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Do You Know When to Give Up? (HBR)

Here are five strategies you can use to learn how to cut your losses when it’s time to go.

(Originally published in Harvard Business Review. Image: Unsplash)


Projects, relationships, and jobs don’t always work out as planned — and it’s not always clear when to throw in the towel. We’ve all repeatedly heard the adage that “quitters never win,” but sometimes the best decision is to cut our losses.


Think about that relationship you held on to even after it had run its course or the job you stayed in despite your boss making you miserable. Many of us try to hold onto the last ray of hope, thinking we can make it work, whatever “it” is. If you strongly identify as not being a quitter, your tendency is likely to stick with things for a little too long. And while tenacity is generally an excellent quality, it may also incline you to over-invest in something that is no longer a good idea.


As an executive coach, I work with numerous passionate and hard-working leaders who don’t want to “quit.” But the smartest leaders learn to discern the difference between quitting too soon and holding onto something that they shouldn’t.


Here are five strategies you can use to learn how to cut your losses when it’s time to go.

Refocus your thinking.

We are all susceptible to the sunk-cost fallacy an unconscious bias that leads us to persist in an endeavor we have already invested time, effort, or money into — even when abandoning it would be more beneficial.


We realize that we can’t get back the resources we’ve given, so we persevere — investing in a project that should be halted, staying in a relationship that should be over, or finishing a book we no longer enjoy and should put down, but fail to, because we’re already halfway through it. If quitting is “not your thing,” you may be especially susceptible to this bias.


The sunk-cost fallacy causes us to overly worry about what we’ll lose if we move on and not think enough about the costs of not moving on.


To offset this bias, deliberately refocus your thinking on the gains so you can more objectively weigh the alternatives. Ask yourself: What might I gain by cutting my losses now? Will you be happier or have time for another (better) opportunity? Then ask yourself: What will it cost me to soldier on? For example, is it possible that you’ll be throwing more good money after what you’ve already lost? Or that you won’t have the energy and headspace to capitalize on other promising possibilities?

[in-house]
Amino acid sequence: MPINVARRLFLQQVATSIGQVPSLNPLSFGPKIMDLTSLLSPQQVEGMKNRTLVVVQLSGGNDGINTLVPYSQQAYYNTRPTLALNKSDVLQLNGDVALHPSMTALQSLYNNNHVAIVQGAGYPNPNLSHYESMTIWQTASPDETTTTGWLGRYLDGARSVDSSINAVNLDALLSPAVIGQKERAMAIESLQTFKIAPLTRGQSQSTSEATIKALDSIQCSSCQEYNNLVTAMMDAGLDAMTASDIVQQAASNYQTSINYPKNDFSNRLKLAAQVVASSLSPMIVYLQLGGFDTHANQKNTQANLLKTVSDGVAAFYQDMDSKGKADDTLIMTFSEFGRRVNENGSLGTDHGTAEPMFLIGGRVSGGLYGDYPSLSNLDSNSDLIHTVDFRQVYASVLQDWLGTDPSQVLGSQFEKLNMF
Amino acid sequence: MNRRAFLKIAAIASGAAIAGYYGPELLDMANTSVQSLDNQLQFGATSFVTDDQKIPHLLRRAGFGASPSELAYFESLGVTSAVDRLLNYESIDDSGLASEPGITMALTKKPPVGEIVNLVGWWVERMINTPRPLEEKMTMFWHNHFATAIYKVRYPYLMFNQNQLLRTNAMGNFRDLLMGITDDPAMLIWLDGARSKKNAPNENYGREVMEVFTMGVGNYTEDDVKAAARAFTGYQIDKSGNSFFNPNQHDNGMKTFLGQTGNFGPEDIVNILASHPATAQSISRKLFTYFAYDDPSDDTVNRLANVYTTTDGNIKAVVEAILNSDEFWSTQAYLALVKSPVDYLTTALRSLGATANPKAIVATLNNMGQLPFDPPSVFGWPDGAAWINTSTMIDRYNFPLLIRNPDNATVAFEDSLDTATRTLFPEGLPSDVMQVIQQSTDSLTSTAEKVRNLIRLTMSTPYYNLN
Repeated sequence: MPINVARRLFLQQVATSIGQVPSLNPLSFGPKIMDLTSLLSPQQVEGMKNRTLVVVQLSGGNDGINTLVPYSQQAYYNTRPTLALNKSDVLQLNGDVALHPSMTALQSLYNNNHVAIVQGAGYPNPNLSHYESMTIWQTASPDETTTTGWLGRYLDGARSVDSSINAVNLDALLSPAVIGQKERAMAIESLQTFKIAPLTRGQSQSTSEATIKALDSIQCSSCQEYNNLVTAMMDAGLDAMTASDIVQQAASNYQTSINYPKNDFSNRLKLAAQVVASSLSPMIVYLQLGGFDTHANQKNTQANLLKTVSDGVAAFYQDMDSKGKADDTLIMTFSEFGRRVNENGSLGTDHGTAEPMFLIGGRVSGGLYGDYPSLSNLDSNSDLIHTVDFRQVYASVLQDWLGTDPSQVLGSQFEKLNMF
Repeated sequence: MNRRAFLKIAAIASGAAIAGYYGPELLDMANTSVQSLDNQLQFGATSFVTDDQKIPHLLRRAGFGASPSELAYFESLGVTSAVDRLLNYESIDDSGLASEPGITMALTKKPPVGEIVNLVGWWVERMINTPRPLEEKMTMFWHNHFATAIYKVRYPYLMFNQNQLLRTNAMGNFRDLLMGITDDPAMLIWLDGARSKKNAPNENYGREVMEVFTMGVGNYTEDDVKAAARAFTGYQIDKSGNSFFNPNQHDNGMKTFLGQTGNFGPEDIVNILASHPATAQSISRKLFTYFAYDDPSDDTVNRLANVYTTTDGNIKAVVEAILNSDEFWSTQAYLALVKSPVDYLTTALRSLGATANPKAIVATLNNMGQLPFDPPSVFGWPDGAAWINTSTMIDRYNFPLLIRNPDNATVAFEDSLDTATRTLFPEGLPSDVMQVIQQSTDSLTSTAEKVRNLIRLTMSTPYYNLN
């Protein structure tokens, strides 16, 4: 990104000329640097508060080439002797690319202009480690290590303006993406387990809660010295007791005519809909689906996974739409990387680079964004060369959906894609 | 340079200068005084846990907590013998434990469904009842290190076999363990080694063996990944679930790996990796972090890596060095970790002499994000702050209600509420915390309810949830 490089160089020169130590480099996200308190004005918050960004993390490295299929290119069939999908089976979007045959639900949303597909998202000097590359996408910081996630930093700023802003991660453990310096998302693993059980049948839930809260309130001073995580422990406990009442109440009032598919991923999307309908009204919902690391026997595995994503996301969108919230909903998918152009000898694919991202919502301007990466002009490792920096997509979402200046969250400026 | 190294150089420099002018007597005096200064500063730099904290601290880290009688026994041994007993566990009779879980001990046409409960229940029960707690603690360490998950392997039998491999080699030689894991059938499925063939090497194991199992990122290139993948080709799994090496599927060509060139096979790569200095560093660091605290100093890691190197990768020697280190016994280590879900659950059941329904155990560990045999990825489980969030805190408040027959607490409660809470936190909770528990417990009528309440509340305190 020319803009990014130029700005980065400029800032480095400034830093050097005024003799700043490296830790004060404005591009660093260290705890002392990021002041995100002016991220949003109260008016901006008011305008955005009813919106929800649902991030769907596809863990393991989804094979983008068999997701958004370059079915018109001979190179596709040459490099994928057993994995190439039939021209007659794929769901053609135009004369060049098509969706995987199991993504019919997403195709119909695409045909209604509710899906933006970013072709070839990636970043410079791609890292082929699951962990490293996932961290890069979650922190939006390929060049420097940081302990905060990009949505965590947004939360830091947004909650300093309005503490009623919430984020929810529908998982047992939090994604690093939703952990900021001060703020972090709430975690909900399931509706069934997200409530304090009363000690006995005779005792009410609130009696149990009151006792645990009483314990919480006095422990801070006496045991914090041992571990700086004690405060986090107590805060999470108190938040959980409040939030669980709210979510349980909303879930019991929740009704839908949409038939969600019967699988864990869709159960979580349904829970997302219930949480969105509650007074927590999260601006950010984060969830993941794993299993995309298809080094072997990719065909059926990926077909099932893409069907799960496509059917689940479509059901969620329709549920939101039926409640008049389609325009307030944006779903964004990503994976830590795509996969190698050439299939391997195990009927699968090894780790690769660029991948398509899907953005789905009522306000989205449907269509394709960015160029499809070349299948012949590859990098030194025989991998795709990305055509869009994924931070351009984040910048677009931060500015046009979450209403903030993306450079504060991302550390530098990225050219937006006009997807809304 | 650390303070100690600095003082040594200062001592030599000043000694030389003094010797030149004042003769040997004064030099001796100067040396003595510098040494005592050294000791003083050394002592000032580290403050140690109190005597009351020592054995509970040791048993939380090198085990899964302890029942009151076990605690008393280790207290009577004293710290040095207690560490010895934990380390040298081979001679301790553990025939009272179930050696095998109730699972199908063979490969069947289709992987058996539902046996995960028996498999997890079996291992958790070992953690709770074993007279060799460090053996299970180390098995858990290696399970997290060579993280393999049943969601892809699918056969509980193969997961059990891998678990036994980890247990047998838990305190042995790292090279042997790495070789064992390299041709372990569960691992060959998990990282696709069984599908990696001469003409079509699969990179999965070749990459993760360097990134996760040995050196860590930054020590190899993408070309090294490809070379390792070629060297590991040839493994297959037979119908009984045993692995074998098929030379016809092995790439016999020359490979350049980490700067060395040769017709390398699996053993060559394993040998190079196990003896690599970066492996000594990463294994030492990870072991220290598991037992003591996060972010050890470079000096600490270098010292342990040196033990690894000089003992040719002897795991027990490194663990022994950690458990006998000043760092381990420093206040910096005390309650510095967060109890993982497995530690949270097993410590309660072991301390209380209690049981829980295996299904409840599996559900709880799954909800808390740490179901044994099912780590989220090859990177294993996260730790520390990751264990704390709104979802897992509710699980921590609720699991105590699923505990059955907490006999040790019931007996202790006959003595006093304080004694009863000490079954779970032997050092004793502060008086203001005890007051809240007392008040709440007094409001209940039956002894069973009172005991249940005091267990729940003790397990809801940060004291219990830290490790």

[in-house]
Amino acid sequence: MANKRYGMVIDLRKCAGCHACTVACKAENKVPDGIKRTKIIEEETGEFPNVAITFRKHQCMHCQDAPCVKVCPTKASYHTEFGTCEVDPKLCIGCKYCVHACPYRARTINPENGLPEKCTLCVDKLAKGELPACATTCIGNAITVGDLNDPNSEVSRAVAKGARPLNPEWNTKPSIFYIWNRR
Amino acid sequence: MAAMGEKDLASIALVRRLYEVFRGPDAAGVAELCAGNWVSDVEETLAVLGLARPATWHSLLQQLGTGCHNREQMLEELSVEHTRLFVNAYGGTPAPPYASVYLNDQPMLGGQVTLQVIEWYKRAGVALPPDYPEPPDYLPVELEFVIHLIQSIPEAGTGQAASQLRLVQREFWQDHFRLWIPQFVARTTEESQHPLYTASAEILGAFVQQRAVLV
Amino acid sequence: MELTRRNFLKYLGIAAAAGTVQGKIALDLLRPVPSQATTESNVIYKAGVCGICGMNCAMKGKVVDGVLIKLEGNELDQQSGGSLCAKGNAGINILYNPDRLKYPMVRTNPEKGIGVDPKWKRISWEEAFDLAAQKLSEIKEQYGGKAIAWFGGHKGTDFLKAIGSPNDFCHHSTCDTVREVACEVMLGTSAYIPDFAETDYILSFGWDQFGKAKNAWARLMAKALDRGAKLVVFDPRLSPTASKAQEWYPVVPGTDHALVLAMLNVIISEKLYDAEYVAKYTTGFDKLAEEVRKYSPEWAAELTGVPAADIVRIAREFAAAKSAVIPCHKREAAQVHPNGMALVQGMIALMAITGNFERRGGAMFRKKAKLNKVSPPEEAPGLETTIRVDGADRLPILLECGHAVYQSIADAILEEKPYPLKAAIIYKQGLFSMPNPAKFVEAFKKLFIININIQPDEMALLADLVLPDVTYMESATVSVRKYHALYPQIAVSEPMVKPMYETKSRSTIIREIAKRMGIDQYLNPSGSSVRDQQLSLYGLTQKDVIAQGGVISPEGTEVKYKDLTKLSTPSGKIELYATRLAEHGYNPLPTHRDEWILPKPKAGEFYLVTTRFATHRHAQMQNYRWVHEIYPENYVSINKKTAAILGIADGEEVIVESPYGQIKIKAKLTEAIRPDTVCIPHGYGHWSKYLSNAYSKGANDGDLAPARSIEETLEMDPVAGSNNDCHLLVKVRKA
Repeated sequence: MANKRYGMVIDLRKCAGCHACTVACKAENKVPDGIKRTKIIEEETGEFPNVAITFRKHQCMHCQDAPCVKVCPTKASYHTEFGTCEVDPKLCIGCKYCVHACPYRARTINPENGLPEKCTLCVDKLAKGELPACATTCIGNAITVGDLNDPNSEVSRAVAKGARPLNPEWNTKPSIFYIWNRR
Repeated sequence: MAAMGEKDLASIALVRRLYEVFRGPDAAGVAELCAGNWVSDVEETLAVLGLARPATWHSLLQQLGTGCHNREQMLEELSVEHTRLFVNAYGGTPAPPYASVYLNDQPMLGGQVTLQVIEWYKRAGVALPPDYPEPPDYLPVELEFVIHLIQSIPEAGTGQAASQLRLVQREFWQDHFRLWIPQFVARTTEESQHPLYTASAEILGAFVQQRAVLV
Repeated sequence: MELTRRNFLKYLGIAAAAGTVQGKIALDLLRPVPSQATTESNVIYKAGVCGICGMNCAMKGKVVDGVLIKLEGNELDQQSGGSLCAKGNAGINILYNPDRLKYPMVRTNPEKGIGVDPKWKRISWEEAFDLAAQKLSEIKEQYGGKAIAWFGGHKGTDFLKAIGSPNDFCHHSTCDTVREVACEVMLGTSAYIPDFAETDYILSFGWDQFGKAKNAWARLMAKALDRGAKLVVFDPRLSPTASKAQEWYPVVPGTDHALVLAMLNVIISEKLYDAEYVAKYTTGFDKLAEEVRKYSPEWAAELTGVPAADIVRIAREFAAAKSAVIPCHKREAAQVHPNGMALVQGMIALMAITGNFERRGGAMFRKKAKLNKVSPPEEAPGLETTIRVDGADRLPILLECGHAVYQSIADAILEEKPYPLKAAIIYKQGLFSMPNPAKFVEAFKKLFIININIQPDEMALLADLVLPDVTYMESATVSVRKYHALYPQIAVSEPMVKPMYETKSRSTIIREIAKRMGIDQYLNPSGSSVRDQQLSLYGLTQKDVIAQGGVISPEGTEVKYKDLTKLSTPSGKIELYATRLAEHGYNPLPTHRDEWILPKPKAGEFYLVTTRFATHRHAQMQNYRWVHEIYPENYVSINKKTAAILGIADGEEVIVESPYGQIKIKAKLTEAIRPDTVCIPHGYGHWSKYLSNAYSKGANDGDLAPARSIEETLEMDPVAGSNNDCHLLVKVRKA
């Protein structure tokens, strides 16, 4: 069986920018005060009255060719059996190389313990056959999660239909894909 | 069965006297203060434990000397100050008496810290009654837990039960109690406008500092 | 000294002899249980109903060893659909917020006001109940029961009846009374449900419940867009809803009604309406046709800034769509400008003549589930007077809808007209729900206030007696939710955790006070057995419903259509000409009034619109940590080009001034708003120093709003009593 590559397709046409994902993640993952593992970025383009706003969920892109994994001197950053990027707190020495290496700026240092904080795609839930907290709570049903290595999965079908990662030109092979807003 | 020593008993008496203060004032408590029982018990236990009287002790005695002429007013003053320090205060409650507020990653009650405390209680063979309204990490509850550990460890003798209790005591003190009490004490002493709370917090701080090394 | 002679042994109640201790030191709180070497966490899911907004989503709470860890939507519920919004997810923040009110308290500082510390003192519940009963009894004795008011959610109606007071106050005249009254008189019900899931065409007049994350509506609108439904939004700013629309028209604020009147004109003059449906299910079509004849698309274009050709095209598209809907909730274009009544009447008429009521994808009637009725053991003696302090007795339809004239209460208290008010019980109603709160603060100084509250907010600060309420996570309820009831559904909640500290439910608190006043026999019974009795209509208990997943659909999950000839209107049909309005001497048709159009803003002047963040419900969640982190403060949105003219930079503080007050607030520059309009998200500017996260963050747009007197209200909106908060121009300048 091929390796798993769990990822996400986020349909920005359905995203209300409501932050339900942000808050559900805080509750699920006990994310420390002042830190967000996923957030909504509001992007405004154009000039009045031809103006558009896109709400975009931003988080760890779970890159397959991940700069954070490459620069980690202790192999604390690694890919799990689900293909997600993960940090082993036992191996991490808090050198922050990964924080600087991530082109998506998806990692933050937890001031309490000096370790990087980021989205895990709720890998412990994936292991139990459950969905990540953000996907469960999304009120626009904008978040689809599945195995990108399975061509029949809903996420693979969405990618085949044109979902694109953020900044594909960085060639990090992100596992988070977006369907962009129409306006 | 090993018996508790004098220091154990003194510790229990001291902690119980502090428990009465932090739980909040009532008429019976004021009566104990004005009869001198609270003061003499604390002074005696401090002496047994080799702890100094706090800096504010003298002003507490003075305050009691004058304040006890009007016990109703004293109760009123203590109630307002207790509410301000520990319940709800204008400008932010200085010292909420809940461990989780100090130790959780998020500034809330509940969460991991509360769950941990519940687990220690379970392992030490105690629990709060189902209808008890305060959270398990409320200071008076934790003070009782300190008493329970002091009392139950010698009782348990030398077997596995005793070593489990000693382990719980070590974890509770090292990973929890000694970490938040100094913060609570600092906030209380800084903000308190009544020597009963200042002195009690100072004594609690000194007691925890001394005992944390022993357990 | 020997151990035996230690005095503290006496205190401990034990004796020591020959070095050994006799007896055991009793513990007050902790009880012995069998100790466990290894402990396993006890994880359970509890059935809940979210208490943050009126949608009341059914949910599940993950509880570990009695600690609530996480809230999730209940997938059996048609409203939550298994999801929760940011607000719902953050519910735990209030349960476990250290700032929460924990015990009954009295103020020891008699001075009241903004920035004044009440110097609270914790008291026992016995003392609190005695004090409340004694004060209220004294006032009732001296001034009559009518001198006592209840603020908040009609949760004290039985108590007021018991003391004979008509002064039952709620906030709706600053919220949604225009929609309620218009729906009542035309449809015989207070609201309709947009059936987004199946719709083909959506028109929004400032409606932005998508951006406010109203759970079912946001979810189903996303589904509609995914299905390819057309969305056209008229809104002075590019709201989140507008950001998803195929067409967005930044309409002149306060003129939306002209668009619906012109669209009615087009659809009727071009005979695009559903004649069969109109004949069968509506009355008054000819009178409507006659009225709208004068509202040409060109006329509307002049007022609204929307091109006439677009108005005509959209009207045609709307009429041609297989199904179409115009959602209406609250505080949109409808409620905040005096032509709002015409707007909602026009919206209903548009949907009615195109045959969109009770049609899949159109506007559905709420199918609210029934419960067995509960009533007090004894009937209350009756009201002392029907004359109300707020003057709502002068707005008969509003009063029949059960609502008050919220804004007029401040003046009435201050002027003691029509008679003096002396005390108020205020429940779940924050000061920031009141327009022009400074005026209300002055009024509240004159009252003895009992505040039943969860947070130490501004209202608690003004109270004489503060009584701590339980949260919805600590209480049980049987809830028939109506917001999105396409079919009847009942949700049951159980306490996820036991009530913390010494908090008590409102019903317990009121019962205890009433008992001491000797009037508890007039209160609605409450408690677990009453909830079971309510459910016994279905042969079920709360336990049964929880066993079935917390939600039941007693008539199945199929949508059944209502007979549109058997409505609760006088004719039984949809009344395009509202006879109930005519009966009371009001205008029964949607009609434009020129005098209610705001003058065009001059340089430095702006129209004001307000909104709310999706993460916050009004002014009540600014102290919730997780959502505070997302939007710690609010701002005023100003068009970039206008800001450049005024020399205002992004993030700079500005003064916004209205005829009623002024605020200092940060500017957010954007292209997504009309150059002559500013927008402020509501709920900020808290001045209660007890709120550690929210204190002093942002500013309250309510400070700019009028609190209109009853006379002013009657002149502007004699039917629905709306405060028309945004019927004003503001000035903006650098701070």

Assess what’s in your control.

The illusion of control can also interfere with our best judgment, leading us to overestimate our ability to control events and attain a positive outcome. This bias gives us a sense of agency and can promote mental health. However, high self-efficacy can also result in escalating commitment to a losing course of action.


Especially when combined with an “I’m not a quitter” mentality, feeling like we have more control over an event or person than we do puts us at risk of doubling down when we should pull out.

To counteract this bias, consider your situation and make a simple two-column list of what’s in your control and what’s not. Think rigorously. Often, you can only truly control your effort and your attitude. While you may be able to influence other people and various circumstances, you can’t force them to change or go your way.


Getting clear on what you can control and what you can’t is essential to making a quality decision about whether to call it quits or persevere. With a written list in hand, you can ensure you focus on what you can control and better assess whether your continued efforts are worth the expense. Expending effort and emotion on things you can’t control can be both draining and disempowering.


Expand your self-identity.

Research indicates that people link their self-identity and social status to their commitments. And because we identify with our commitments, withdrawing from one can feel like a threat to our identity or status.